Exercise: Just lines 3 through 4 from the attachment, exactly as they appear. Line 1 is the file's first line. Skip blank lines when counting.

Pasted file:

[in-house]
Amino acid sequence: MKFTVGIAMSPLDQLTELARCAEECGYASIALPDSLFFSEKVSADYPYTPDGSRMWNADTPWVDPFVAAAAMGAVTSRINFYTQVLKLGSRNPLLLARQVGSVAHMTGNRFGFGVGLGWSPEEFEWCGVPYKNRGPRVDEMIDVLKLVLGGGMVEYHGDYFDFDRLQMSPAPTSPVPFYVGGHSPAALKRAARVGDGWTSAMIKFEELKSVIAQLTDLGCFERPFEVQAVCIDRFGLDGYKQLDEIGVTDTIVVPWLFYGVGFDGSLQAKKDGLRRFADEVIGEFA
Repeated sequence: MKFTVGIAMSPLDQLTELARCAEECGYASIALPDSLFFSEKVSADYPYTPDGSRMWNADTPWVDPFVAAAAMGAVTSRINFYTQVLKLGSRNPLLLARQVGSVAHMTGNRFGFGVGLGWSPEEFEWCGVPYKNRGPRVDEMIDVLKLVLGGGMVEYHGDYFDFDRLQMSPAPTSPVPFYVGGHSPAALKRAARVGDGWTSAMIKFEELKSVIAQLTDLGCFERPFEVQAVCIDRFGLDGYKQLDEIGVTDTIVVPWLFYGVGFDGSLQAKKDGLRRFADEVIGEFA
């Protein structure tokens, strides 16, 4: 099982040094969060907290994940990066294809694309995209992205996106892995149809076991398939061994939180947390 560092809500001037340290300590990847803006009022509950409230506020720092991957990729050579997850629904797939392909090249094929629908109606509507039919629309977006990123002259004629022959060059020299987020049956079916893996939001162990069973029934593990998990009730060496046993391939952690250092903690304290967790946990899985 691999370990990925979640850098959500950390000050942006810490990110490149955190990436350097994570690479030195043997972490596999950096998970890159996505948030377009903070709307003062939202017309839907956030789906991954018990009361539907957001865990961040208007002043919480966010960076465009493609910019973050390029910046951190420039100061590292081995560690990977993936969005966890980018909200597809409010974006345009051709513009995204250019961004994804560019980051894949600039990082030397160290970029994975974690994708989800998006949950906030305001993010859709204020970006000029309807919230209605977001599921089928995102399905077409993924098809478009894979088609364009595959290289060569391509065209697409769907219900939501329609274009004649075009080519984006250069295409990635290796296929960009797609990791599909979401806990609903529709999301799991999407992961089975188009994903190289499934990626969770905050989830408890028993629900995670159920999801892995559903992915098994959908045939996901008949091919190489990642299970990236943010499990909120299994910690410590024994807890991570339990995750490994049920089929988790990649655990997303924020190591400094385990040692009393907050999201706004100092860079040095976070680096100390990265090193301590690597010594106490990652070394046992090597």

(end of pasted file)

Repeated sequence: MKFTVGIAMSPLDQLTELARCAEECGYASIALPDSLFFSEKVSADYPYTPDGSRMWNADTPWVDPFVAAAAMGAVTSRINFYTQVLKLGSRNPLLLARQVGSVAHMTGNRFGFGVGLGWSPEEFEWCGVPYKNRGPRVDEMIDVLKLVLGGGMVEYHGDYFDFDRLQMSPAPTSPVPFYVGGHSPAALKRAARVGDGWTSAMIKFEELKSVIAQLTDLGCFERPFEVQAVCIDRFGLDGYKQLDEIGVTDTIVVPWLFYGVGFDGSLQAKKDGLRRFADEVIGEFA
């Protein structure tokens, strides 16, 4: 099982040094969060907290994940990066294809694309995209992205996106892995149809076991398939061994939180947390 560092809500001037340290300590990847803006009022509950409230506020720092991957990729050579997850629904797939392909090249094929629908109606509507039919629309977006990123002259004629022959060059020299987020049956079916893996939001162990069973029934593990998990009730060496046993391939952690250092903690304290967790946990899985 691999370990990925979640850098959500950390000050942006810490990110490149955190990436350097994570690479030195043997972490596999950096998970890159996505948030377009903070709307003062939202017309839907956030789906991954018990009361539907957001865990961040208007002043919480966010960076465009493609910019973050390029910046951190420039100061590292081995560690990977993936969005966890980018909200597809409010974006345009051709513009995204250019961004994804560019980051894949600039990082030397160290970029994975974690994708989800998006949950906030305001993010859709204020970006000029309807919230209605977001599921089928995102399905077409993924098809478009894979088609364009595959290289060569391509065209697409769907219900939501329609274009004649075009080519984006250069295409990635290796296929960009797609990791599909979401806990609903529709999301799991999407992961089975188009994903190289499934990626969770905050989830408890028993629900995670159920999801892995559903992915098994959908045939996901008949091919190489990642299970990236943010499990909120299994910690410590024994807890991570339990995750490994049920089929988790990649655990997303924020190591400094385990040692009393907050999201706004100092860079040095976070680096100390990265090193301590690597010594106490990652070394046992090597």